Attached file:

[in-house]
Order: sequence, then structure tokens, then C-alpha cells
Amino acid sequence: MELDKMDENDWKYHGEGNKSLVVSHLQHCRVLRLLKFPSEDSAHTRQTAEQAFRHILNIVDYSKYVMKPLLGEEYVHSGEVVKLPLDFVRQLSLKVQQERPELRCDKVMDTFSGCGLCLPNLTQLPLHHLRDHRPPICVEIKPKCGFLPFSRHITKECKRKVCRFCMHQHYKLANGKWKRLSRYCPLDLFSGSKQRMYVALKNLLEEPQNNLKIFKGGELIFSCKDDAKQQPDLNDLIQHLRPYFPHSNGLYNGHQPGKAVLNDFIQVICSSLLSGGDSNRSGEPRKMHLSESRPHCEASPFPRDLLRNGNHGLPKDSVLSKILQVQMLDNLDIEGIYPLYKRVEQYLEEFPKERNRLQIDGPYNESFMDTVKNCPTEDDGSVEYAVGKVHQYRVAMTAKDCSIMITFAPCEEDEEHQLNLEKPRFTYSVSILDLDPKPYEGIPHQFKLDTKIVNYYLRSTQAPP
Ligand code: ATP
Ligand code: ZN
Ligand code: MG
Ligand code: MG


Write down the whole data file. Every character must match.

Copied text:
[in-house]
Order: sequence, then structure tokens, then C-alpha cells
Amino acid sequence: MELDKMDENDWKYHGEGNKSLVVSHLQHCRVLRLLKFPSEDSAHTRQTAEQAFRHILNIVDYSKYVMKPLLGEEYVHSGEVVKLPLDFVRQLSLKVQQERPELRCDKVMDTFSGCGLCLPNLTQLPLHHLRDHRPPICVEIKPKCGFLPFSRHITKECKRKVCRFCMHQHYKLANGKWKRLSRYCPLDLFSGSKQRMYVALKNLLEEPQNNLKIFKGGELIFSCKDDAKQQPDLNDLIQHLRPYFPHSNGLYNGHQPGKAVLNDFIQVICSSLLSGGDSNRSGEPRKMHLSESRPHCEASPFPRDLLRNGNHGLPKDSVLSKILQVQMLDNLDIEGIYPLYKRVEQYLEEFPKERNRLQIDGPYNESFMDTVKNCPTEDDGSVEYAVGKVHQYRVAMTAKDCSIMITFAPCEEDEEHQLNLEKPRFTYSVSILDLDPKPYEGIPHQFKLDTKIVNYYLRSTQAPP
Ligand code: ATP
Ligand code: ZN
Ligand code: MG
Ligand code: MG